[Review]: Montaudio Tongariro TR isolation feet

Very few of the many amplifiers, disc players, tuners, and other components I’ve owned through almost five decades of hi-fi hobbying have had notable footers. It seems that many equipment designers either don’t consider stability and vibration damping, don’t understand micro-vibration, or are bound by budget constraints.

That presents other audio engineers with a lively and diverse after-market for upgrade accessories. Having been impressed with the Montaudio Rangitoto R1 isolation feet (link here), I wanted to see what was suitable for heavy components such as monoblock amplifiers and loudspeakers.

The purpose of equipment footers is support, stability, air circulation for cooling, non-slip location, and cosmetic appeal. The Tongariro Premium Tuneable HiFi Isolation Feet are visually very neat and stylish, using quality stainless steel for the body with milled Walnut insert and engineered elastomer rings. There’s an indent on top to accommodate a spike, although I didn’t use them that way.

As well as looking good as a mount for equipment, these isolation feet perform two critical tasks. First, they keep external vibration from entering audio equipment. This is especially important for a vinyl record player or digital disc player, as external vibrations can cause the stylus to skip from the groove, and audio to stutter. Second, it keeps resonance from your equipment from bleeding through the surface it is resting on. Without isolation feet, vibrations can propagate through the material, causing buzzing or veiling of fine detail. I’ve been surprised how cleaner the sound is from my loudspeakers now that they are isolated from the floor.

The Tongariro feet are mechanically designed for heavy gear. However, for user safety as well as maintaining the full elastic polymer dampening properties, Montaudio recommend a maximum weight load of 40Kg per piece (or 160Kg for a set of 4). That accommodates big loudspeakers and amplifiers, and is more than enough support capacity for my system.

A key feature of the Tongiriro is its tuneable properties, where a single stainless post in the base can be rotated, using the supplied Allen key, to lift the centre wooden cylinder away from the outer stainless steel casing. This changes the vibration propagation paths by reducing the hard contact area between the wooden cylinder and the outer casing from a circular plane to a point-like post, and enables listeners to tune the dampening properties to suit their setup. The packaging provides a pictorial representation of the three-part construction.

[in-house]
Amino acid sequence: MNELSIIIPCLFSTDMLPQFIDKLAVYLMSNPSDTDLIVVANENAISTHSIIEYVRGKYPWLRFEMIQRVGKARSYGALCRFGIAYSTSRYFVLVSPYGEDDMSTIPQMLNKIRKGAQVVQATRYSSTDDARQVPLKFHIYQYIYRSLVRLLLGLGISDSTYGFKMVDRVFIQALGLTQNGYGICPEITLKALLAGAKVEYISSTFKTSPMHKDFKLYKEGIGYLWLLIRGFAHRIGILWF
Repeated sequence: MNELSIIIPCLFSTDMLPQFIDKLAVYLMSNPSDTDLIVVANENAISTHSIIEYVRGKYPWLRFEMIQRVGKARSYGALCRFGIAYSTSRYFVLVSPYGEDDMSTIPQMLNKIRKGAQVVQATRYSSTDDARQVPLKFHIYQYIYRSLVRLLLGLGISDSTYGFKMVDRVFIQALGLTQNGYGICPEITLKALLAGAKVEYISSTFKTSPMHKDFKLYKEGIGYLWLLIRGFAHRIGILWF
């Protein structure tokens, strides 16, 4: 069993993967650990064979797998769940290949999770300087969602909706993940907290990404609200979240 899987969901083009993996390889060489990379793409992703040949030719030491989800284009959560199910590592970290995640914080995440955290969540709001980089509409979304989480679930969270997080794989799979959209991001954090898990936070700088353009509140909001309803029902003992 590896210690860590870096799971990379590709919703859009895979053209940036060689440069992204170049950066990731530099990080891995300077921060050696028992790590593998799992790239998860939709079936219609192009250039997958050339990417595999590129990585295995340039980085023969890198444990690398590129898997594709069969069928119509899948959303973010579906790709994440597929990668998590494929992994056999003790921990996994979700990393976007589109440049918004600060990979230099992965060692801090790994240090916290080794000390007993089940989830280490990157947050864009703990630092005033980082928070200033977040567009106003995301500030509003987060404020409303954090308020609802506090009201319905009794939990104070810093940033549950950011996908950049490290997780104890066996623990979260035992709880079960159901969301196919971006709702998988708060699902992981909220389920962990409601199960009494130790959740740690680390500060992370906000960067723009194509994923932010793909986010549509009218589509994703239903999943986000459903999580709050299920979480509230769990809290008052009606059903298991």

Each foot weighs 275g – that’s midway between a packet of six Happy Pancakes and a jar of onion relish. They feel very substantial, and the finish quality is excellent. They’re 31mm high, and 52.5mm diameter.

As I have all of my critical components treated with vibration isolation (discussed in several of my other posts), I’ve tried them under several components, and they provide an easy, satisfying isolation and support solution, whilst elegantly adding to the appearance of my home audio equipment. It’s easy to see that they take the effectiveness of the Rangitoto isolation feet to another level.

If you want high quality isolation, and you don’t want rock and roll in your rock ‘n’ roll, give them a try. And they’re proudly designed in New Zealand.

Further details at http://www.montaudio.com

The local retailer is Soundlab, Flat Bush, Auckland. They’re also available from outlets in Australia, Vietnam, Malaysia, Hong Kong, and Taiwan.

Mount Rangitoto

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